O 5OO 6OO Rection Abe•uiv. 55O Reflection••bequiv__. ¸ 650

6OO 700

56 3 • I , i . i i ,I i , i 65O( 750 . 15,6'3. 62 6O 58 56 54 60 59 58 57 56 55 Age (Ma) Age (Ma) Site 386 610 13 nannofossil lowest occurrence • 620 nannofossilhighest occurrence

12 630 Reflection A b planktonicforaminiferal lowest occurrence ¸ planktonicforaminiferal highest occurrence r,.) 640 [•66•.0.... , ß . 1.57'.3 65 60 55 Age (Ma)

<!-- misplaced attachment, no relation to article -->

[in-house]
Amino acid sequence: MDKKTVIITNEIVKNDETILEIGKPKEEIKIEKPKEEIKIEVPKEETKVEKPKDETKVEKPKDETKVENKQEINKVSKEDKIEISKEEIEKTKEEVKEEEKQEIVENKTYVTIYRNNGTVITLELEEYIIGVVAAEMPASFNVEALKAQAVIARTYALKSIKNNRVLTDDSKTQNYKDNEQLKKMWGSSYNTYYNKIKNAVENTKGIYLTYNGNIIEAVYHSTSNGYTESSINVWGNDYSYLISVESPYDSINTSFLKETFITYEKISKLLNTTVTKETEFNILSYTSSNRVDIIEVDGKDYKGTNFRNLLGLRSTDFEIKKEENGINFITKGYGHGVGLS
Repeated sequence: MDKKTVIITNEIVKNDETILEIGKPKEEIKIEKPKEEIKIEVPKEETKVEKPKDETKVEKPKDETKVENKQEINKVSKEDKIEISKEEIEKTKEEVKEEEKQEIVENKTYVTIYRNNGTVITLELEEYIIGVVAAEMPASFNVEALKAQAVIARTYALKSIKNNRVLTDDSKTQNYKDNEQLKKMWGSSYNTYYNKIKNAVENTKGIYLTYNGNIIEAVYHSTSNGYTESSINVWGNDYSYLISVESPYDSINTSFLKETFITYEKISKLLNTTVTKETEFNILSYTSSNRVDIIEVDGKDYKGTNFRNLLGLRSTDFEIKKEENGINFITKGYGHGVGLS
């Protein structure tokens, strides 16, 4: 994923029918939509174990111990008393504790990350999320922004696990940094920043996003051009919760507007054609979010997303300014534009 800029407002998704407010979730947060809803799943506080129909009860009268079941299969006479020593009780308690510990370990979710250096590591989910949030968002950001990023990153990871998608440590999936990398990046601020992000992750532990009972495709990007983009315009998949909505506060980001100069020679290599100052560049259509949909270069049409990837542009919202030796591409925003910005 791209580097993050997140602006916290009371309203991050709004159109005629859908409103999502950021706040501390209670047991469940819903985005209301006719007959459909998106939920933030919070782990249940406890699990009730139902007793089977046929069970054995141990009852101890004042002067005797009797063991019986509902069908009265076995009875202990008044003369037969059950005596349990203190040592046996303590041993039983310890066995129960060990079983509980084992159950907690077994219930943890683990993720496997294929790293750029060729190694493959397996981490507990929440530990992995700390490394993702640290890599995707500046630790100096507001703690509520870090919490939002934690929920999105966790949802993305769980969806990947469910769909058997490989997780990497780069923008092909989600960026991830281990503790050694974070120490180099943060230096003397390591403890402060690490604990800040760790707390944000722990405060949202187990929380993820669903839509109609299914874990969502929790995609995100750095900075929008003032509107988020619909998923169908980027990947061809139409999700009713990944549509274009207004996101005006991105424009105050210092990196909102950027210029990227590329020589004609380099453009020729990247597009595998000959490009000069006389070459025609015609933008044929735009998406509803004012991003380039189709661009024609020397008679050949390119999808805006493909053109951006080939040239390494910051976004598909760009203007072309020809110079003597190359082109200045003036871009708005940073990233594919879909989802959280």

Figure7. Age-depthplots used to assignages to reflector Ab (Site386) and reflector Ab equivalent(Sites 605 and 1051). Site 386 data are afterMountain and Miller [1992]; Site 1051 data are afterNorris et al. [1998]; Site 605 data are after van Hinte et al. [1987], Lang and Wise[1987], and Saint-Marc [1987].